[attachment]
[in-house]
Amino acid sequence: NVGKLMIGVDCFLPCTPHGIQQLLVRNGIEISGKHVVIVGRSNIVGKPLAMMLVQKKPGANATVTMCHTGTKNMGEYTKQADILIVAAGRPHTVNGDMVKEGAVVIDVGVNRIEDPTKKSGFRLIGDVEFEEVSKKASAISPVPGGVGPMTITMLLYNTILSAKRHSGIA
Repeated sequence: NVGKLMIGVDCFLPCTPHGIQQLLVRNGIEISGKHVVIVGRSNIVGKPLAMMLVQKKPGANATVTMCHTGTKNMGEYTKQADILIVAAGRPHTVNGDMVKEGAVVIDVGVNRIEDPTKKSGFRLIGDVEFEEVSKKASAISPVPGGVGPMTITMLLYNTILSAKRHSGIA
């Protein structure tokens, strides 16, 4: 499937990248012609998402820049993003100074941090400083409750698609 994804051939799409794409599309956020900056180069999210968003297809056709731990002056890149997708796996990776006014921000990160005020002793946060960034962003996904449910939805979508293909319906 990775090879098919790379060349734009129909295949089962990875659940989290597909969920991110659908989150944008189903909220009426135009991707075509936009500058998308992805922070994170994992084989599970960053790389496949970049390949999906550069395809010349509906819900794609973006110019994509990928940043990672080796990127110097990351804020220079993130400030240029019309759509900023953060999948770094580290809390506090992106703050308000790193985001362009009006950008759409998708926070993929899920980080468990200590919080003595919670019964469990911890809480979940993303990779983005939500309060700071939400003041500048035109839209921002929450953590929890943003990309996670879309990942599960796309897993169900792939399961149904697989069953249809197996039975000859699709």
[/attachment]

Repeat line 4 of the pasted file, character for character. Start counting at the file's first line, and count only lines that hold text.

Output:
């Protein structure tokens, strides 16, 4: 499937990248012609998402820049993003100074941090400083409750698609 994804051939799409794409599309956020900056180069999210968003297809056709731990002056890149997708796996990776006014921000990160005020002793946060960034962003996904449910939805979508293909319906 990775090879098919790379060349734009129909295949089962990875659940989290597909969920991110659908989150944008189903909220009426135009991707075509936009500058998308992805922070994170994992084989599970960053790389496949970049390949999906550069395809010349509906819900794609973006110019994509990928940043990672080796990127110097990351804020220079993130400030240029019309759509900023953060999948770094580290809390506090992106703050308000790193985001362009009006950008759409998708926070993929899920980080468990200590919080003595919670019964469990911890809480979940993303990779983005939500309060700071939400003041500048035109839209921002929450953590929890943003990309996670879309990942599960796309897993169900792939399961149904697989069953249809197996039975000859699709």